I met Raul Ramos y Sanchez on a Latina writers’ group website, NuncaSola. I’m not sure how our contact occurred but all the same a pleasure to have made his acquaintance. I have since followed his public debut as a writer and marveled at his tenacity to publication. After five months as a self-published edition, Grand Central Publishing debuted a tougher, leaner, come-out-fighting, America Libre, A Novel of Family, Country, and Revolution. Raul Ramos y Sanchez could no longer avoid his position at the boxing ring, maneuvering through contentious issues such as race, immigration, and social politics.
A novel of family, una familia americana. A novel of country, a diverse homeland. And a novel of revolution, is it possible for human beings to initiate dramatic, idealistic change? Perhaps not. Raul Ramos y Sanchez writes a bleak and distressing plausible story that can anguish a few and enrage many. This is the most daunting. To read a story that can conceivably happen in today’s social climate and know how to discuss the issue and keep one’s emotions intact. Can a group of people protest peacefully? Can a public official manipulate the fear of a few and divide a diverse nation into an “us and them”? Can an idealist gather enough muscle to initiate a violent revolution? Yes, yes, and yes. How is this possible? Better yet, why is it possible? Ramos y Sanchez suggests that it is the result of societal misconceptions, and, as one of the novel’s goals, awareness is vital to the avoidance of such plausible outcome. However, how can a tense story enlighten all of us to look past the fear and rage that America Libre incites and calmly discuss such issues? I do not know. Perhaps readers will have to wait for the upcoming sequel, El Nuevo Alamo.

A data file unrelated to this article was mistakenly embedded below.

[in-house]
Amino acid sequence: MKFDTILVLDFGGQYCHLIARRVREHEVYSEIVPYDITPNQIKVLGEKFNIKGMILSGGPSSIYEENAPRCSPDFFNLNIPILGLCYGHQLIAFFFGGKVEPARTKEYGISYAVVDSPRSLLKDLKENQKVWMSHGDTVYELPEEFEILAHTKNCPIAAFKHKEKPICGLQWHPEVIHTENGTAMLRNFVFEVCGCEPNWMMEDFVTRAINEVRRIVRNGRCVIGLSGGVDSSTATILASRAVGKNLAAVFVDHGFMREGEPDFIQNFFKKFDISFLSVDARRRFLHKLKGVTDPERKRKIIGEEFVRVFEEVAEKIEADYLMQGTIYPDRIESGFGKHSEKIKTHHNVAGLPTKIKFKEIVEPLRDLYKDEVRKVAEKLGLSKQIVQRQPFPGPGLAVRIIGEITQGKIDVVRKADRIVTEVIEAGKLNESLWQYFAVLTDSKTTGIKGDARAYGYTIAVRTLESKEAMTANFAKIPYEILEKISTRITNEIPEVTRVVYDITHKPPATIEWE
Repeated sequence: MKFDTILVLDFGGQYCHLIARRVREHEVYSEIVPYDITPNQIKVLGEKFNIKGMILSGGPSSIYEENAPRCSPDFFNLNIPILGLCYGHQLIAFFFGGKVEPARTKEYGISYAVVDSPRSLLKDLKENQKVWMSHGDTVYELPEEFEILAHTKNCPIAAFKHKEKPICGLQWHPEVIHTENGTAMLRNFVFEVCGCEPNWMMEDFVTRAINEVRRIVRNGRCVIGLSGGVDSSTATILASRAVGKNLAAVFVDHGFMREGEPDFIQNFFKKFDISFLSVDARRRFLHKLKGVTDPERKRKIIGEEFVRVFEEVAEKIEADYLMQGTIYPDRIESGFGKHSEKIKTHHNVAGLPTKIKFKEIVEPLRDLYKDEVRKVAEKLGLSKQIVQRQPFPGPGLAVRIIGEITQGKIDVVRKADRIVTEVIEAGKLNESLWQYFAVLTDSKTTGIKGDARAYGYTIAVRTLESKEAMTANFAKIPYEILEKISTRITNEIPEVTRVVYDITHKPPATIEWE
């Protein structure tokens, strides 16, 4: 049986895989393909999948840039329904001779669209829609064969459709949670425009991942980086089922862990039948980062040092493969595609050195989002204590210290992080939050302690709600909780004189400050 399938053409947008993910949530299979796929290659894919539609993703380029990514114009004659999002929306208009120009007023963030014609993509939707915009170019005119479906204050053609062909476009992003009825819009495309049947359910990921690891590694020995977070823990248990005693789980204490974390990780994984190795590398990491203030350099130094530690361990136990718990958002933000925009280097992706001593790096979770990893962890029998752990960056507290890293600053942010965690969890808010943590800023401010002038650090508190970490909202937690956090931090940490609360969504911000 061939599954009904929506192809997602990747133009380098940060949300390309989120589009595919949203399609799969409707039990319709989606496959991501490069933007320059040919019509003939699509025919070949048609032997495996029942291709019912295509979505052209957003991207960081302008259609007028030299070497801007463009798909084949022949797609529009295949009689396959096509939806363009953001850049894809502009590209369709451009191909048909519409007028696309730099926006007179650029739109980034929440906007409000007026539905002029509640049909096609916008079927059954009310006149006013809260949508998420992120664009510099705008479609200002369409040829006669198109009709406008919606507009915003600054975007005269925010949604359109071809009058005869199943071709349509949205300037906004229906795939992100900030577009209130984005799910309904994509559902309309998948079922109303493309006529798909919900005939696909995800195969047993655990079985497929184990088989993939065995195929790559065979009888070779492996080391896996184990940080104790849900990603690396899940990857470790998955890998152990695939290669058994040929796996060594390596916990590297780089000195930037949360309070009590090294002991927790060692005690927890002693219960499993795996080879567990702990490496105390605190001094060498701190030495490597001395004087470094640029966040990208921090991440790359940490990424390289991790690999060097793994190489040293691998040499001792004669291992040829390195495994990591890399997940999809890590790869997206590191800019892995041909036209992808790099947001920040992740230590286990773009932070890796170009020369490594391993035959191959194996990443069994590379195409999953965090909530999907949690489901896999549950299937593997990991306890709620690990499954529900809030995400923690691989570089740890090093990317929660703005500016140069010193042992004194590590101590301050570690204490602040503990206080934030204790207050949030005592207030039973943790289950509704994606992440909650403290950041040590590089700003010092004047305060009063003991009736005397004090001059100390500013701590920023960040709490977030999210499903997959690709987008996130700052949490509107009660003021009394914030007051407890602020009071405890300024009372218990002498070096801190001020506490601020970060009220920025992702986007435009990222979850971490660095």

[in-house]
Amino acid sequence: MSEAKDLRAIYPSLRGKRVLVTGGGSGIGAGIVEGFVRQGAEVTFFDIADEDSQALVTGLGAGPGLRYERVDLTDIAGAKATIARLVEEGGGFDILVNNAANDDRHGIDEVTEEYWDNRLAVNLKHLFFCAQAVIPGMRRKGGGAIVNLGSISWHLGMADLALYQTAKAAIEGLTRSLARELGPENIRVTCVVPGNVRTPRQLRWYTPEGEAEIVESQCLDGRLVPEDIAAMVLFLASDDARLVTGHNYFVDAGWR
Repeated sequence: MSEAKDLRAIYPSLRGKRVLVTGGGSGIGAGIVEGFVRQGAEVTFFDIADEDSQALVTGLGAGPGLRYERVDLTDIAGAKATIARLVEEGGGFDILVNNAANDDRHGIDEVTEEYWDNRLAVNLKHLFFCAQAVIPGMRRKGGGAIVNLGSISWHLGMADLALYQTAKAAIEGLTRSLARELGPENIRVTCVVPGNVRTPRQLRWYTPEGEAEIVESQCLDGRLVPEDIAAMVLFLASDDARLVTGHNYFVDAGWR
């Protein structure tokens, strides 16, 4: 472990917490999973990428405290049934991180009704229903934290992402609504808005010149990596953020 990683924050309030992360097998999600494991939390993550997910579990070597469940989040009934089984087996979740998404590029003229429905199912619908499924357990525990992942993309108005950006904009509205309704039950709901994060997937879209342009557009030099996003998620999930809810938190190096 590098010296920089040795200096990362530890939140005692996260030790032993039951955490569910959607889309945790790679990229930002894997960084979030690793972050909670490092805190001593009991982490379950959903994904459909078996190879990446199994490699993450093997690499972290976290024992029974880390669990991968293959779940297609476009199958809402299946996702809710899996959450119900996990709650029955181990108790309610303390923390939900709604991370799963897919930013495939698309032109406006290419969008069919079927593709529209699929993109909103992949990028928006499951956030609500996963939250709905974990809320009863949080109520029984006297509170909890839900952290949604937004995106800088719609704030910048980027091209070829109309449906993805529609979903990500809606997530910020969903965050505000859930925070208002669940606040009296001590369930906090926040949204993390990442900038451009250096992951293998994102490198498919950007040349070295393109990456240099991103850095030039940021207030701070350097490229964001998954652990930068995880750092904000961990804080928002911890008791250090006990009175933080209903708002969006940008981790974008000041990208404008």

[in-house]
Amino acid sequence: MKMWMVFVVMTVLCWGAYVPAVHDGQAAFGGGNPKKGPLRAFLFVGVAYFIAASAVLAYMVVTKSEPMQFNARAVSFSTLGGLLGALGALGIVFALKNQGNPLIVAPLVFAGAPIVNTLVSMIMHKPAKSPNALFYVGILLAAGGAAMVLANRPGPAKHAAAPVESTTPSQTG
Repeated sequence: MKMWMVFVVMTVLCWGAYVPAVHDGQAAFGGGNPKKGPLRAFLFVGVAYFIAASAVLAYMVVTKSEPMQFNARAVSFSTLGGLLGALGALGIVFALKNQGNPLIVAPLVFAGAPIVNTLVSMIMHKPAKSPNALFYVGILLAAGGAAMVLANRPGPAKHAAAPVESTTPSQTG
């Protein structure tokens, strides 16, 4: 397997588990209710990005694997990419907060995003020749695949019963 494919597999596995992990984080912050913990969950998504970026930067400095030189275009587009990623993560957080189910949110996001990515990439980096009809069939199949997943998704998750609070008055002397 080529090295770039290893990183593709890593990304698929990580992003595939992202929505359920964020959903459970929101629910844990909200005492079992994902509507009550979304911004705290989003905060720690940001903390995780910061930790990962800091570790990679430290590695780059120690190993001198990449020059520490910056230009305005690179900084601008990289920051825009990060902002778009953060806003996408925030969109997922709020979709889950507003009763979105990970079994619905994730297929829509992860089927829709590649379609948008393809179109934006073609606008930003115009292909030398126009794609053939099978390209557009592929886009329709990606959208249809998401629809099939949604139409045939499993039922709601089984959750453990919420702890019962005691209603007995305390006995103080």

I shared this novel with my husband as I wanted to experience his cultural perspective. I’m a Mexican-American that studies the question of identity and mostly writes about cultural experiences by way of identity. He is a Texan, “who happens to be Anglo” and prefers not to include the issues of race and culture in the same conversation. In his point of view, race is rarely relevant and often times wrongly substituted for culture. So his perspective is one in which I’m often curious. And, once again, he brought up an interesting point. If in fact the goal of the novel is to answer and clarify the societal misconceptions of what is a Hispanic and/or Latino, then why introduce a novel that promotes a misconception of what is an Anglo. There is not one “good” Anglo in the story, at least not one that is sophisticated enough to see past the fear or one intelligent enough to ignore the babble of any politician. Why then use race, from the other extreme, to fight the notion that there is no useful definition of race in today’s reality? Which brings to my mind another question, is it possible to share a cultural experience without a severe lesson such as a violent revolution?
I invite you to read this novel and purchase your copy by visiting Dulce Bread & Book Shop.